Thursday, August 11, 2011

Copy Cats

Thomas Edison's Mimeograph machine was licensed by A.B. Dick who invented the Mimeograph stencil in 1884. With Edison's support the two of them began advertising in 1888 and sold the machines for $12 to $30 depending upon the size.

By 1880, sales of Edison's copying system were in decline because of competing systems, such as the Cyclostyle. 

An 1895 ad for a rudimentary copying system which used pressure and moisture to duplicate a copy.

An adorable little lithographic press which sold in England in the 1850s, preceded Edison's Mimeograph. 

This system above used a master and a gelatin substance which absorbed ink when the original was placed onto a transfer tablet. This was called the Hektograph which was introduced in 1876. All of the images above are from the Early Office Museum which has a mountain of material on the history of printing and office equipment of the last 2 centuries. Well worth a visit and a read!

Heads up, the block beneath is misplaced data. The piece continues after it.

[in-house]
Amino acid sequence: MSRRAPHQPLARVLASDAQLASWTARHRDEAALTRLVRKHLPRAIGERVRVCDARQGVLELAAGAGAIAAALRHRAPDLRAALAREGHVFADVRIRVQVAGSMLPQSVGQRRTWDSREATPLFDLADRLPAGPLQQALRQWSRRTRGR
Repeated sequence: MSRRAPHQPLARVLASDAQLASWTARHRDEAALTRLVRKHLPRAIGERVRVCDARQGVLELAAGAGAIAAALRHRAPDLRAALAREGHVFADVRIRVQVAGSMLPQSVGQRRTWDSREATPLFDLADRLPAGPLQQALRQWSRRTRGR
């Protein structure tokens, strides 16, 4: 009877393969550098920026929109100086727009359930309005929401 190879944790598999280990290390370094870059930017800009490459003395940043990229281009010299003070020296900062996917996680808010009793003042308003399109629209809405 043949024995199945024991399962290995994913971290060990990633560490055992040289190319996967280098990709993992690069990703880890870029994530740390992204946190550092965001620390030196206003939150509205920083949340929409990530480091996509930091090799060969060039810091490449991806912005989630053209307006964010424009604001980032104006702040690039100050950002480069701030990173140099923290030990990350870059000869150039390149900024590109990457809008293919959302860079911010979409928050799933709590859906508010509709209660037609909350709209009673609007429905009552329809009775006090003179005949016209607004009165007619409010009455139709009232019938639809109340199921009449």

At Strayer's Business College in Washington DC, 1928. I can almost smell the nasty spirit duplicator vapors. From a glass negative from the Harris & Ewing Collection via the Shorpy photo archive. Shorpy images are always clickable.

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